„Nearly 25 years after the collapse of the Soviet Union, the unipolar has ceased to exist, and the empire is trying to regain its position in the region. Its power of influence radiates into the former Soviet republics, changing their attitudes and taking a variety of forms: the conflicts or accelerated national identity formation. For past 6 years Sputnik Photographers have been investigating if the people living in post-soviet countries still need to be awed by something that does not formally exist any longer.“
There is a place where no one is born and no one dies. Of course you can die anywhere but you cannot be buried here as it has been discovered that bodies fail to decompose here. You cannot be born here because pregnant women are to return to the mainland to give birth. There are no cats, no trees, no traffic lights. There is no amusement park, but there is a circus troupe. In the winter time it is completely dark, but in the summer sun never sets. The place is called Longyearbyen and it is the largest settlement and an administrative center of Svalbard. It is also the world’s northernmost city. Although it is difiicult to regard it the best place to live, many people fall in love with it at first sight. Some people came here just for two weeks and stayed for five years or more, but not many decide to settle down here permanently. Sometimes you have an impresssion that people here are trying to escape from something; that this is just a retreat. This is not a real life.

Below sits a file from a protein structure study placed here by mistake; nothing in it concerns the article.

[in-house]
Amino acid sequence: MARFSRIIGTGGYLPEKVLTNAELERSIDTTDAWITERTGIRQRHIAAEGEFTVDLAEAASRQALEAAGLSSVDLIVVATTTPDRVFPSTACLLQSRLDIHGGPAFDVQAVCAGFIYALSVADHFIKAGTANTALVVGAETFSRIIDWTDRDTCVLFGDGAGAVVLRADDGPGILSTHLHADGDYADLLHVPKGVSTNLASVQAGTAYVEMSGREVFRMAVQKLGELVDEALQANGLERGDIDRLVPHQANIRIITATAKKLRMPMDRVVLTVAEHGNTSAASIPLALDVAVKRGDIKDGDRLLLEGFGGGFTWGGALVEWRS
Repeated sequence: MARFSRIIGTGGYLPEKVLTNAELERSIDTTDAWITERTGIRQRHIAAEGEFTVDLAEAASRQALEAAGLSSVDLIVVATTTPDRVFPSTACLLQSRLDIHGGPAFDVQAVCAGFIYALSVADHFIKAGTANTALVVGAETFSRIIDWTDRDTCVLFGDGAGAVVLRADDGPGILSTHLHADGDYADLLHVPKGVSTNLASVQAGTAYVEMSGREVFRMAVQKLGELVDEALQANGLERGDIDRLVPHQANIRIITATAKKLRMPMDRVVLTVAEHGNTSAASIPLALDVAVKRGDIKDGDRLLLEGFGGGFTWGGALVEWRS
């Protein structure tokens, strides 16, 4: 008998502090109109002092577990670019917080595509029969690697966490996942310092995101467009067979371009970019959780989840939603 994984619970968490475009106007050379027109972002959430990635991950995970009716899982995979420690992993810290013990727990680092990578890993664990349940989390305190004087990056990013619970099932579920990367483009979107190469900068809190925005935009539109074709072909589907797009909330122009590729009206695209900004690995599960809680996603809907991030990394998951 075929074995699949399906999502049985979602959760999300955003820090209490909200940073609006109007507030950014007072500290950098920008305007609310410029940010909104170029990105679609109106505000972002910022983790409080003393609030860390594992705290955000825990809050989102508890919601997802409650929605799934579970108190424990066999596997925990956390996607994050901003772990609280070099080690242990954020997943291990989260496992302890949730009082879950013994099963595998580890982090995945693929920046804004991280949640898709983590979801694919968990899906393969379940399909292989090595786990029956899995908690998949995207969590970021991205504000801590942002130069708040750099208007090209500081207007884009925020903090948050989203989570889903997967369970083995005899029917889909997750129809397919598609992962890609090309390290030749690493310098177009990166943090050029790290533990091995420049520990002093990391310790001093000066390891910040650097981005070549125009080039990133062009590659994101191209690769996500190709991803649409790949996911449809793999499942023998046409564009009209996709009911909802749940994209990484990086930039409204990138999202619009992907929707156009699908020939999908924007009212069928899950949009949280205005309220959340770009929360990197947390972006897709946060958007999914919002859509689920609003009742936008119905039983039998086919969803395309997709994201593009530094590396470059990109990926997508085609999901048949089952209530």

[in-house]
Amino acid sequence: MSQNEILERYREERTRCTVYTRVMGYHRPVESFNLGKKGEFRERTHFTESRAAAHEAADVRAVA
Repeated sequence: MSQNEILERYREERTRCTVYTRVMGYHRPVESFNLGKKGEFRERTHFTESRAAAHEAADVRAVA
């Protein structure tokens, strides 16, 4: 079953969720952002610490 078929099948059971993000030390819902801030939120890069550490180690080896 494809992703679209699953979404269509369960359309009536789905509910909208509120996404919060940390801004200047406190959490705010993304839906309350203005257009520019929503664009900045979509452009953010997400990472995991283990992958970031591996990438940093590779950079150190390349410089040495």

I done all photos in Japan, but it is not a story about this country. Although I have used its traditions and religion. And the fact, that for me, it was a completely unknown territory. The main motive is the Shinto, japan mythology (yokai) and way of thinking about the sacred. But Shinto is another cover, artificial dictionary which allowed me to understand what I say. It is in the Japanese relationship to nature, something to give me hope, the conviction that we are part of nature, that we not strayed too far.